Usually, I can ignore stuff like this, but this is making me so upset, and I can’t fully respond on facebook, so I’m going to do it in my own space. I want to respond to each of these statements. (If you were willing to make them, you’re willing to hear a response to them.)

1. There WAS a telethon after 9/11. It raised $30 million to go to families of firefighters.

2. Yes, our economy is in the toilet. Things are bad. But you can’t look yourself in the mirror and honestly compare you losing your home or your job to between 150,000 and 200,000 people DYING in an instant in a 3rd world country. Get some perspective, people.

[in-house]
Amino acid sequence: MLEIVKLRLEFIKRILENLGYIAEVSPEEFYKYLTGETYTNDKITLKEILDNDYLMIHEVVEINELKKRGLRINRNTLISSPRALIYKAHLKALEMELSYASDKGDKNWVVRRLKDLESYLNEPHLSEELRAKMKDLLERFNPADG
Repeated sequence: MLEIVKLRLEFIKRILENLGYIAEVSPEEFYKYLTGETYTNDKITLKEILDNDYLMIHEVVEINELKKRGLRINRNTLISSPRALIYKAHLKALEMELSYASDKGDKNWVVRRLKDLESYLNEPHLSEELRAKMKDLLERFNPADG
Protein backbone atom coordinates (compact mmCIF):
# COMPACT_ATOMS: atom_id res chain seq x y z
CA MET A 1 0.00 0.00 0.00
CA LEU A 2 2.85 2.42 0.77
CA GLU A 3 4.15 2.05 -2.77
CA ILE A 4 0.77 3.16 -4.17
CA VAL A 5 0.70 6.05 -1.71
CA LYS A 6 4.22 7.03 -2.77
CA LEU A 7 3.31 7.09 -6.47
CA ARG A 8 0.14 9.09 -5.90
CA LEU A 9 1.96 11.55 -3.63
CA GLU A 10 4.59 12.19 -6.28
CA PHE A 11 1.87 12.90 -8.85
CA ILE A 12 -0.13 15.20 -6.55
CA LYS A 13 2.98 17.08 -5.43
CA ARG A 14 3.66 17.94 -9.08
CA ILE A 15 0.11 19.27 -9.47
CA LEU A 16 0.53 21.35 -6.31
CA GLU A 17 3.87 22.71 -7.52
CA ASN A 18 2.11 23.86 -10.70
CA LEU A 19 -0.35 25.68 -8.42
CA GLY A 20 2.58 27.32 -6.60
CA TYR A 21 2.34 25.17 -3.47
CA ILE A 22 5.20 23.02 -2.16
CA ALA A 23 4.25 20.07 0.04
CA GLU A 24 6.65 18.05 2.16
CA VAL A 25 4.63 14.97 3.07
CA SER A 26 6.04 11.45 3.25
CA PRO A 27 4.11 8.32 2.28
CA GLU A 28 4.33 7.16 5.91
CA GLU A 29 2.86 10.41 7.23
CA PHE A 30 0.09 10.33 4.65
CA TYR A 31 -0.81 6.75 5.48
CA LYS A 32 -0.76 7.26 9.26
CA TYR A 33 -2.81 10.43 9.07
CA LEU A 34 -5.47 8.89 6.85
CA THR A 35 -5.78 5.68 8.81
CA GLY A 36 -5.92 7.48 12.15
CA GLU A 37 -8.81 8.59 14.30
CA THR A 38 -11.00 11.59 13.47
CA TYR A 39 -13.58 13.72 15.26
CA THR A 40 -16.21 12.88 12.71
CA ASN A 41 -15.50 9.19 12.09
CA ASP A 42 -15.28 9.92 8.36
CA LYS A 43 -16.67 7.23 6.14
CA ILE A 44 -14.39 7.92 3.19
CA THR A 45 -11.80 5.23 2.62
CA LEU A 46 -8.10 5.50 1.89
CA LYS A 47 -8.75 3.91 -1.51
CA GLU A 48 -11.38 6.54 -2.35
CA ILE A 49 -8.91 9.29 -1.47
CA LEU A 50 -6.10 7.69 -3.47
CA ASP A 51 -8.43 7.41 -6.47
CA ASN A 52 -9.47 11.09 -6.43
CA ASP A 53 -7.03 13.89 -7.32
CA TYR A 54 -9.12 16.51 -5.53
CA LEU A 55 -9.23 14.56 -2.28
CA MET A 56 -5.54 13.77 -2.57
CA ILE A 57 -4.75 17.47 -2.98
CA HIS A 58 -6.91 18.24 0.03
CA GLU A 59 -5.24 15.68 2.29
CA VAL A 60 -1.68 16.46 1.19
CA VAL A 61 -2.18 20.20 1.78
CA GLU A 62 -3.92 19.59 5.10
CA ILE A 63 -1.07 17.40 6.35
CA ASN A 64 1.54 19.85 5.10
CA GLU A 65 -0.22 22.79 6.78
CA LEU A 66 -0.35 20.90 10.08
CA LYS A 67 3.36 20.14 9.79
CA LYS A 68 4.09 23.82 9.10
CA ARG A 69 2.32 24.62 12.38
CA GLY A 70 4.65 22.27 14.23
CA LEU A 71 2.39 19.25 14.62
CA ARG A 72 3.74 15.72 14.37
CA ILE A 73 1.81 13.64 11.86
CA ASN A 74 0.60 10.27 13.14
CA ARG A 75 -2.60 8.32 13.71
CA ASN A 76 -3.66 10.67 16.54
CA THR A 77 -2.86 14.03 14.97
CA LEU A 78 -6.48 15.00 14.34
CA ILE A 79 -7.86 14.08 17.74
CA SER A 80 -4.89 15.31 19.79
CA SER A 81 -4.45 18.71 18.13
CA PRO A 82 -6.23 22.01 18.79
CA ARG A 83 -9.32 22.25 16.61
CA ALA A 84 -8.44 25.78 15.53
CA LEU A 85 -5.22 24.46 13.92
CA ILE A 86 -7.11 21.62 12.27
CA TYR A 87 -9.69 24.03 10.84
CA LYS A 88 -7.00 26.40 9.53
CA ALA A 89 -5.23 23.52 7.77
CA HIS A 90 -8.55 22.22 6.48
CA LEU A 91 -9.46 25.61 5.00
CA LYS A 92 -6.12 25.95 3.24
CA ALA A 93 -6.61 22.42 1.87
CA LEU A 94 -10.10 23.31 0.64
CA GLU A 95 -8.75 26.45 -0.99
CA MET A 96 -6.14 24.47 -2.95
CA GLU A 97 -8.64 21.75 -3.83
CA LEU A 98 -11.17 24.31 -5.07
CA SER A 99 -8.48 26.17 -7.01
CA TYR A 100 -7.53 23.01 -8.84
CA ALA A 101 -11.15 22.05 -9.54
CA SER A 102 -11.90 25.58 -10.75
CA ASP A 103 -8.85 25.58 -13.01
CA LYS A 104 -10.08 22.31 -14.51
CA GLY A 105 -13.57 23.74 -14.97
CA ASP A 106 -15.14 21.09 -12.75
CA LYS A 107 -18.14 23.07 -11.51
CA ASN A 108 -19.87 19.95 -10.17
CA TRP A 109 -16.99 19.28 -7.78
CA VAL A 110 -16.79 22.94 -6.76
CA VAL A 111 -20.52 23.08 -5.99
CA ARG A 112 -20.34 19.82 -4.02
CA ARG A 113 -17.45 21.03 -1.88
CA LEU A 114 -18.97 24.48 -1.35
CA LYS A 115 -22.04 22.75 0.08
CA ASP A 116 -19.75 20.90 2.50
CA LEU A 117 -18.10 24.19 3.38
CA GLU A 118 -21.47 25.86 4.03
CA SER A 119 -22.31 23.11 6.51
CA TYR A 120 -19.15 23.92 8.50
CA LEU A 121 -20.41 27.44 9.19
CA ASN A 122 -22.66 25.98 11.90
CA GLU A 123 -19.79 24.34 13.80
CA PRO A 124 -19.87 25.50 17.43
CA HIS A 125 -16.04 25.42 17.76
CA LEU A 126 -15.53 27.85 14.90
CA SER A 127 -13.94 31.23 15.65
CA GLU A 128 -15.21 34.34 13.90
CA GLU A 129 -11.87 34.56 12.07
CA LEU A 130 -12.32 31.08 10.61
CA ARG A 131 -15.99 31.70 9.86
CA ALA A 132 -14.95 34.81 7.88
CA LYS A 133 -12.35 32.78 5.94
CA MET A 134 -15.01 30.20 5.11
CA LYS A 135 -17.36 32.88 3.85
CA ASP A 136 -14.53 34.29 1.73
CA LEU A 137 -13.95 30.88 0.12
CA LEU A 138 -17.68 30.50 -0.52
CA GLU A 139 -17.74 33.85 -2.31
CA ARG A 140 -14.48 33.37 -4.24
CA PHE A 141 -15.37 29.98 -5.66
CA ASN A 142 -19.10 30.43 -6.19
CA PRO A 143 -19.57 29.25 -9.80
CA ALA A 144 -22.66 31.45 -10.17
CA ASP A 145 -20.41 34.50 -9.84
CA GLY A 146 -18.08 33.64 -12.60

3. Yes, we have a lot of problems. And we also have a lot of help. My wife is a social worker and my sister is a drug addict – I know for a fact there is plenty of help out there for people who want it. You don’t have a place to stay or a warm meal? Go to a shelter or a soup kitchen. At a shelter, you might have to stay clean (no drugs) and be in bed by 10pm, but hey, that’s the rule. People who don’t truly know homeless people don’t realize that almost all of them are homeless BY CHOICE, or they are mentally ill. There are places to go but they refuse to go, whether it’s out of pride, or a drug addiction or whatever. There are SO MANY programs to help people. Have trouble feeding your kids? Try WIC, a program that will deliver essentials to you if you have young kids (milk, OJ, cereal). Have a drug addiction and you want to get clean? There are THOUSANDS of low to no-cost rehabs you can get into. The healthcare crisis is a very real one, but to change that, we need a Congress who can actually get things done, and we don’t have that right now. And now that the MA voters voted in a Republican who is not determined to fight for the betterment of his people but rather determined to see Obama fail, it’s gone from bad to worse.